Leonard Bernstein and Jerome Robbins first collaborated in the mid-1940s on the instantly popular ballet Fancy Free, commissioned by American Ballet Theatre. First performed on April 18, 1944, this work, a piece about three sailors on shore-leave in New York City, served as inspiration for their next endeavor, the smash hit Broadway musical On The Town, which was a critical success and launched a long-lasting creative partnership between Bernstein and Robbins.
Edited and Annotated by Jack Gottlieb
The plot of the 1944 musical comedy ON THE TOWN (not the music) was inspired by the ballet which had preceed it by nine months: FANCY FREE. 1944 was a big New York year in Leonard Bernstein's composing life.
The seven scenes of Fancy Free actually are symphonic pieces, but ballet audiences do not react to them as such, so well integrated is the music with the inventiveness of the choreography. Only in concert performances or on recordings does the symphonic character become more evident, acting as a foil for the carefree high jinks of the plot. Like the city it celebrates, Fancy Free is not only boisterous in its jazziness, but cool in its sophisticated control; its seemingly improvised and foot-loose fun is unified by the use of a piano as a soloistic instrument (as it also functions in the composer's second ballet, Facsimile).
Bernstein's own desciption of the ballet's plot follows:
From the moment the action begins, with the sound of a juke box wailing behind the curtain,* the ballet is strictly young wartime America, 1944. The curtain rises on a street corner with a lamp post, a side street bar, and New York skyscrapers pricked out with the crazy pattern of lights, making a dizzying backdrop. Three sailors explode onto the stage. They are on 24-hour shore leave in the city and on the prowl for girls. The tale of how they meet first one, then a second girl, and how they fight over them, lose them, and in the end take off after still a third, is the story of the ballet.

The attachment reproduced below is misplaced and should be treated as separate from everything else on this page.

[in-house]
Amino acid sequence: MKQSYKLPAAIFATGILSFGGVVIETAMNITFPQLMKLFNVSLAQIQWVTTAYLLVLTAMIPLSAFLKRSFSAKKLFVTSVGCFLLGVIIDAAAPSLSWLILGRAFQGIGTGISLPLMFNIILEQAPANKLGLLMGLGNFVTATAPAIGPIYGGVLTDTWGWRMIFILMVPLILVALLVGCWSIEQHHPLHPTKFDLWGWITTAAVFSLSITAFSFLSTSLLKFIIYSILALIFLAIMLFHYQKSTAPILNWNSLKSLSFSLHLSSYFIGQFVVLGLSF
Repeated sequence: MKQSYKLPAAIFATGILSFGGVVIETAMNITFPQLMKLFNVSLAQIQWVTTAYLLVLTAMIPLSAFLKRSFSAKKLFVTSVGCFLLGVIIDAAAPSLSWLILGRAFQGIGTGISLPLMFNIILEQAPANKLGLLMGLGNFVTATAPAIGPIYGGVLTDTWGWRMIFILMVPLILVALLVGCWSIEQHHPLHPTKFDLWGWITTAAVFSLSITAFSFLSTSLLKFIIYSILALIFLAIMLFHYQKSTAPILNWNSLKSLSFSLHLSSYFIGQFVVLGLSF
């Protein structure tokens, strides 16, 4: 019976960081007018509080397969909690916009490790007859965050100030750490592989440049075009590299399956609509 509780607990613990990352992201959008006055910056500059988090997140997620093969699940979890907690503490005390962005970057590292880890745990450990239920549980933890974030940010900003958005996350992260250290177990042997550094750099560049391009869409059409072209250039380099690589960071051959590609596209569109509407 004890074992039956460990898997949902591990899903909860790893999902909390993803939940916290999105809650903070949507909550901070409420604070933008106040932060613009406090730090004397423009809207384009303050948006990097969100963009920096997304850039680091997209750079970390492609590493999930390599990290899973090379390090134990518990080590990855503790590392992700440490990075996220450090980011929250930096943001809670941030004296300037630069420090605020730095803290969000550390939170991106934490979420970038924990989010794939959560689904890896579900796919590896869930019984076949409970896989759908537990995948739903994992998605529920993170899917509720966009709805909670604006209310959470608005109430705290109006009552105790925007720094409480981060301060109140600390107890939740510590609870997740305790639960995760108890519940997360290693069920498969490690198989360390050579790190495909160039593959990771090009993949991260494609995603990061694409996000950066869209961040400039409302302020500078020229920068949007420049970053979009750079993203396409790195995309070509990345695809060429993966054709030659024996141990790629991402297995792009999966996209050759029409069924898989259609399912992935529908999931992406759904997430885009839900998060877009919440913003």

From New York City Symphony Program Notes, 21-22 January 1946
Throughout the Leonard Bernstein Centennial, which coincided with Robbins' centennial, Fancy Free had 96 performances by major ballet companies, including American Ballet Theatre, New York City Ballet, San Francisco Ballet, and Opera de Paris Ballet, among others. The Centennial also saw the premier of a new reduced orchestration of the score, created by Garth Edwin Sunderland, Vice President for Creative Projects.
*Music By Leonard Bernstein. ©1950, renewed
Ruth Mense, piano
Israel Philharmonic Orchestra, conducted by Leonard Bernstein.
℗1979 Polydor International GmbH, Hamburg. 423 583-2
Choreography by Jerome Robbins
Commissioned by the American Ballet Theatre
Three Dance Variations from Fancy Free
(1944) 7 min
- Scoring: 2(II=picc).2.2.2-126.96.36.199-timp.perc(2-3)-pft-strings
Bernstein's Blues (a suite of four songs arranged for voice and orchestra)
(arr. 2003) 14 min
for voice and orchestra
arr. by Sid Ramin
includes "Ain't Got No Tears Left" and "Lonely Me" (1940s, cut from On the Town), as well as "Screwed On Wrong" (1980) and "Big Stuff" (1944, from Fancy Free)
- Scoring 188.8.131.52.asax.tsax.barisax-184.108.40.206-timp-perc(trap set)-gtr-pft-strings